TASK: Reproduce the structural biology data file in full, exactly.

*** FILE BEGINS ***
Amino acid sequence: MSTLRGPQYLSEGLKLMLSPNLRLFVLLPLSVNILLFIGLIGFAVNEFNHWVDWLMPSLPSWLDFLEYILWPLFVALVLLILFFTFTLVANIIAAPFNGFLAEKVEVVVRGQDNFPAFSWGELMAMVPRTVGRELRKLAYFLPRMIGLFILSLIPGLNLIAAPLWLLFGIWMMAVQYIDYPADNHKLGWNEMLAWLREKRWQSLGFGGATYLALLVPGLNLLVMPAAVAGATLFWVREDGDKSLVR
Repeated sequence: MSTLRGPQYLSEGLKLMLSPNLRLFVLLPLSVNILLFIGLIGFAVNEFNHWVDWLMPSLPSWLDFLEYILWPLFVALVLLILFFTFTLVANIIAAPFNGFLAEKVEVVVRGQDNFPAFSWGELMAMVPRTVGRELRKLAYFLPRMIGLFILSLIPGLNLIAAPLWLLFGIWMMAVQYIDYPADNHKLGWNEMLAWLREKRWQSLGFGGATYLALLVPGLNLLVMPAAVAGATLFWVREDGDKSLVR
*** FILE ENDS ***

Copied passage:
Amino acid sequence: MSTLRGPQYLSEGLKLMLSPNLRLFVLLPLSVNILLFIGLIGFAVNEFNHWVDWLMPSLPSWLDFLEYILWPLFVALVLLILFFTFTLVANIIAAPFNGFLAEKVEVVVRGQDNFPAFSWGELMAMVPRTVGRELRKLAYFLPRMIGLFILSLIPGLNLIAAPLWLLFGIWMMAVQYIDYPADNHKLGWNEMLAWLREKRWQSLGFGGATYLALLVPGLNLLVMPAAVAGATLFWVREDGDKSLVR
Repeated sequence: MSTLRGPQYLSEGLKLMLSPNLRLFVLLPLSVNILLFIGLIGFAVNEFNHWVDWLMPSLPSWLDFLEYILWPLFVALVLLILFFTFTLVANIIAAPFNGFLAEKVEVVVRGQDNFPAFSWGELMAMVPRTVGRELRKLAYFLPRMIGLFILSLIPGLNLIAAPLWLLFGIWMMAVQYIDYPADNHKLGWNEMLAWLREKRWQSLGFGGATYLALLVPGLNLLVMPAAVAGATLFWVREDGDKSLVR